Butterfly is too eager to please for it to merely settle into guilty pleasuredom. Yes, it’s incredibly slow and the flutter turns to a crawl during the album’s final third, which becomes audacious with a how-slow-can-you-go cover of Prince’s “The Beautiful Ones” with Dru Hill. But a moderate pace more often suits Carey, who’s less prone to running (thematically and vocally) to the bigger picture during Butterfly’s wonderful middle. Little more than yearning, kissing, and remembering happens during the course of “The Roof,” a rough-enough R&B revision of Mobb Deep’s “The Shook Ones.” But lyrically, Mariah the writer is vivid, sometimes shockingly clever (rhyming “liberated” with “Moet” is a stroke of genius).
Butterfly peaks exactly where it should, with its sixth track, “Breakdown.” It’s the song of Carey’s career, where the lyrical strokes are as broad and obvious as they are naked. The song’s central question, “So what do you do when/Somebody you’re so devoted to/Suddenly just stops loving you?” is so naïve and bare, it’s almost as devastating as a child asking hard questions about death. The song finds Carey paired with half of Bone Thugs-N-Harmony, Krayzie Bone and Wish Bone. Mariah the chanter flawlessly adapts to their singsong style, largely boxing her multi-octave range into a sly, hypnotic melody so that when she really wails at the end, you really feel it. As with “The Roof,” Carey lunges toward musical maturity by embracing, not shunning hip-hop. This is the height of her elegance—and maybe hip-hop-soul’s too.
The comedown after “Breakdown,” and the last in the album’s mid-game rally, is “Babydoll,” Carey’s sole stab at Timbaland-styled skitter balladry to date. No longer able to seem nonchalant about the breakup that surfaces repeatedly throughout the album, Carey wants to be smothered once again: “Wrap me up nice and tight/Love me all through the night.” And here Mariah the confessor explicitly reveals what post-“Honey” Butterfly lacks: “I wanna get intimate/But you’re not within my reach.”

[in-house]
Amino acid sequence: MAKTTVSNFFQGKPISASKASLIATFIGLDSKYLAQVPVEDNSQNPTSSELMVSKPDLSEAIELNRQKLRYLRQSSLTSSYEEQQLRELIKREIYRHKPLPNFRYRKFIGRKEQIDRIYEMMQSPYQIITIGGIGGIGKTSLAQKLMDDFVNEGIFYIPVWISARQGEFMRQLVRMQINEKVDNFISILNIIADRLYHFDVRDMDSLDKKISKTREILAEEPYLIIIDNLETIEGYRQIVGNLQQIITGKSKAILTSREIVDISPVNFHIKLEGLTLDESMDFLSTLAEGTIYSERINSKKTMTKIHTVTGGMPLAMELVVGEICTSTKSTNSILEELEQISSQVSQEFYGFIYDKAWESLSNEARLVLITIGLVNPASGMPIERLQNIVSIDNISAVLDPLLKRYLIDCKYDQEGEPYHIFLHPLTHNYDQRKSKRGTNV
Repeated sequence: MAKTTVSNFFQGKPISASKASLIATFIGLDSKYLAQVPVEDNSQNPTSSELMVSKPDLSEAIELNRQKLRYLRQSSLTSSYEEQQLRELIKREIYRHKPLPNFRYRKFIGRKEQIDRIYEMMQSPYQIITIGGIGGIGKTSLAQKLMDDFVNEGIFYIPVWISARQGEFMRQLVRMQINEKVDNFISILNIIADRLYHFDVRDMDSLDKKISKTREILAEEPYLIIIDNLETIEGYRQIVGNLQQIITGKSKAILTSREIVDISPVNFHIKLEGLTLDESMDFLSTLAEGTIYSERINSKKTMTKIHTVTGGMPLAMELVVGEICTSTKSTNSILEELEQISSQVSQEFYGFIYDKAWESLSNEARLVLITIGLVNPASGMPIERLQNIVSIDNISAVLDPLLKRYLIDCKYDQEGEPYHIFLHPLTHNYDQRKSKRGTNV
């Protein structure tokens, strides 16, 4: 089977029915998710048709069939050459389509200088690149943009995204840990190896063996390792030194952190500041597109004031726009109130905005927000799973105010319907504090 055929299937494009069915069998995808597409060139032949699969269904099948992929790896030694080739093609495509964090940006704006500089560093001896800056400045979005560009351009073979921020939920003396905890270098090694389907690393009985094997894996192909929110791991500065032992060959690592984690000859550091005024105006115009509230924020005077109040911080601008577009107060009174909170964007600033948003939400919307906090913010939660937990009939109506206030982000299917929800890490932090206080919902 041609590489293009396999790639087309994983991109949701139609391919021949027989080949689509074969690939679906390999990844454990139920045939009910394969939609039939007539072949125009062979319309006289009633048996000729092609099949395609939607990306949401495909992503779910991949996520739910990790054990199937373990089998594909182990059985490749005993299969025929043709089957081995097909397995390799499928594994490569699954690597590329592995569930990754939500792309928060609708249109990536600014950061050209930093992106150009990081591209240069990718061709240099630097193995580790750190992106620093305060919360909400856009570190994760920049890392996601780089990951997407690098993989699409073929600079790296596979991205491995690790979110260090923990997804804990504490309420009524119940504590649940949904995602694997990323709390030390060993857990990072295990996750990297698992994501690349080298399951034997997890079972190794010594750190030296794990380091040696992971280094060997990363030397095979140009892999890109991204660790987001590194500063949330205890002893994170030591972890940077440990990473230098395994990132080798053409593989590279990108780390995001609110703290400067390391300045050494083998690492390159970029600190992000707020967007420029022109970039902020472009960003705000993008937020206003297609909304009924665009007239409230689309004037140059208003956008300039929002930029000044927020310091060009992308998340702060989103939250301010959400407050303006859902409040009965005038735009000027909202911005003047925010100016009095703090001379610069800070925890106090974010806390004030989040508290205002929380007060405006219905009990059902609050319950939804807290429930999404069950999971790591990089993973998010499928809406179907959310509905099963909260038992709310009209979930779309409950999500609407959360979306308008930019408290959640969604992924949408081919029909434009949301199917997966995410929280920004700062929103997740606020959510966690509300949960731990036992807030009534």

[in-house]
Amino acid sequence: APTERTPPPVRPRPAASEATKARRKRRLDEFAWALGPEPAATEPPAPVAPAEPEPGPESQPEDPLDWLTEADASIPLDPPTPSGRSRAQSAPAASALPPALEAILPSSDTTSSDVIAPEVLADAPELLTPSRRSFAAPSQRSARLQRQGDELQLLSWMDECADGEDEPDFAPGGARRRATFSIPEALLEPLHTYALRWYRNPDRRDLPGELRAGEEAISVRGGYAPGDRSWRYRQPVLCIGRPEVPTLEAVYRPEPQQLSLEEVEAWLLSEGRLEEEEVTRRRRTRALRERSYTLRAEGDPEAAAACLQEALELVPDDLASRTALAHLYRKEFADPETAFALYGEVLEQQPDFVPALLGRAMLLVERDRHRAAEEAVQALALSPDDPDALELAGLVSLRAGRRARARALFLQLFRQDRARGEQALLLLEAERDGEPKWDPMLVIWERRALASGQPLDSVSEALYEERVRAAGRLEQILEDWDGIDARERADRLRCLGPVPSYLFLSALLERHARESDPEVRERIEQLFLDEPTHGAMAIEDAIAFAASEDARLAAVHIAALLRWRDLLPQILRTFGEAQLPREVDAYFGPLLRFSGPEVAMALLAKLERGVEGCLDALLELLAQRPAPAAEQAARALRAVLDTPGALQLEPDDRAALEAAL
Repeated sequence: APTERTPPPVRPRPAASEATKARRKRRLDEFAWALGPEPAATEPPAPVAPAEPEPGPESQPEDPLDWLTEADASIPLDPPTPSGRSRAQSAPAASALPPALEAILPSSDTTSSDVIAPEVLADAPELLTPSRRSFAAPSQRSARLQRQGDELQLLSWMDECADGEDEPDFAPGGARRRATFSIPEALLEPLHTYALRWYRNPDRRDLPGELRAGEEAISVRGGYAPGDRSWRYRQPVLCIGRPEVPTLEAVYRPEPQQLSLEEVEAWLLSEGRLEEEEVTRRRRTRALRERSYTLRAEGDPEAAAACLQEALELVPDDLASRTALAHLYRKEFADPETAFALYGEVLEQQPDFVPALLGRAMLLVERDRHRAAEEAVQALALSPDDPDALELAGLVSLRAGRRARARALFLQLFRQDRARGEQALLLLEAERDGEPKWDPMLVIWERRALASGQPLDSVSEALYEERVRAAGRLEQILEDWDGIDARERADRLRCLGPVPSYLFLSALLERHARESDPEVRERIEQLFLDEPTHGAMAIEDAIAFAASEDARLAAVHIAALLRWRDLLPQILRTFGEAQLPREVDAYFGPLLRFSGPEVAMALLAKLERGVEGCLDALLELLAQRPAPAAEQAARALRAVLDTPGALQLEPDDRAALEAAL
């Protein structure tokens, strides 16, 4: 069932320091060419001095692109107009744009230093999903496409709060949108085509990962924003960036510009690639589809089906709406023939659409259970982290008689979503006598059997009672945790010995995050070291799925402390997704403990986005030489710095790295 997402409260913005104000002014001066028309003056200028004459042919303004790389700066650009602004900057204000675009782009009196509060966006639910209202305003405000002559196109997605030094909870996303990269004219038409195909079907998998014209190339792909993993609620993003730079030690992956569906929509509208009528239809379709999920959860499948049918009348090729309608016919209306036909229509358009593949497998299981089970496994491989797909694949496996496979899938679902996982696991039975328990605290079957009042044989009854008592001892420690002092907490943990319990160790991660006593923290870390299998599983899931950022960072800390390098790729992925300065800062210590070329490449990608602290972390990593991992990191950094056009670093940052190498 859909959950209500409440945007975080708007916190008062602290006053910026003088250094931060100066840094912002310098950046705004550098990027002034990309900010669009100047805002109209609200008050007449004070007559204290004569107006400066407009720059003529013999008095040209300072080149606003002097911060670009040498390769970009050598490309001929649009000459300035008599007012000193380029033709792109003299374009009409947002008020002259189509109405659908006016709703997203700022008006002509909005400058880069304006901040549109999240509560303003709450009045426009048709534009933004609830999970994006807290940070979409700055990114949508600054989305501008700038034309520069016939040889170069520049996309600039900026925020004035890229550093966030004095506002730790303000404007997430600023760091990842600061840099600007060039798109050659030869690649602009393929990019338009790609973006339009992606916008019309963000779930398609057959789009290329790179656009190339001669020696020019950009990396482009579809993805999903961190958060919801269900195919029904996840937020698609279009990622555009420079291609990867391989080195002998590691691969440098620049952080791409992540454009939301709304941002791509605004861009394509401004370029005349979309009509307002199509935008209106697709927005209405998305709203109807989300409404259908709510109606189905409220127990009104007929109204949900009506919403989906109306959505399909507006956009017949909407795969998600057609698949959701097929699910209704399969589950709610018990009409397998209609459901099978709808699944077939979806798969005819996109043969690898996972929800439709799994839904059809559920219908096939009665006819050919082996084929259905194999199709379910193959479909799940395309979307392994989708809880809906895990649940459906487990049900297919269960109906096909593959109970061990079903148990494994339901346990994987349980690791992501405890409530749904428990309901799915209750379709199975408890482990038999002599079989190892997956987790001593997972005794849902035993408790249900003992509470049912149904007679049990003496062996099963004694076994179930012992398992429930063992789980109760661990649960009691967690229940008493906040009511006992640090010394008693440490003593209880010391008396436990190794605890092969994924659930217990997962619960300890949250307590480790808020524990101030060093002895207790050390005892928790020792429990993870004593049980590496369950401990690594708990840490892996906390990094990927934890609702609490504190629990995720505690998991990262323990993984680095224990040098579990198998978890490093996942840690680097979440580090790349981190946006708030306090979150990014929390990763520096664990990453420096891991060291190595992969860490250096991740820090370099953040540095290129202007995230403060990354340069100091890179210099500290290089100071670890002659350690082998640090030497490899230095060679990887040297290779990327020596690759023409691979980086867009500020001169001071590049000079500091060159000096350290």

A quiet storm album without the fucking, Butterfly is, above everything, idiosyncratic. Here, like never before, we’re asked to take Carey for what she is: unabashedly chaste but ultra femme; unrelentingly precious but undeniably vulnerable. It’s this perceived waffling that makes Carey such a divisive pop artist (certainly the girliness doesn’t help either, since femmephobia is perhaps the status quo’s least-questioned fear). And it’s Mariah the inconsistent that makes Butterfly so ultimately fascinating and endearing. Viewing her character from a completely different angle on the album’s weepy last track, “Outside,” Carey observes that she’s “always somewhat out of place everywhere/Ambiguous/Without a sense of belonging to touch/Somewhere halfway/Feeling there’s no one completely the same.” Whether she’s talking about her mixed-race heritage, her career, or both, it’s the old Carey one-two, a seemingly unhappy ending fueled by the know-thyself philosophy that otherwise makes Butterfly joyous. As Carey’s most bizarre moment of self-celebration, it’s also a triumph, since it could only make sense coming from Mariah the person.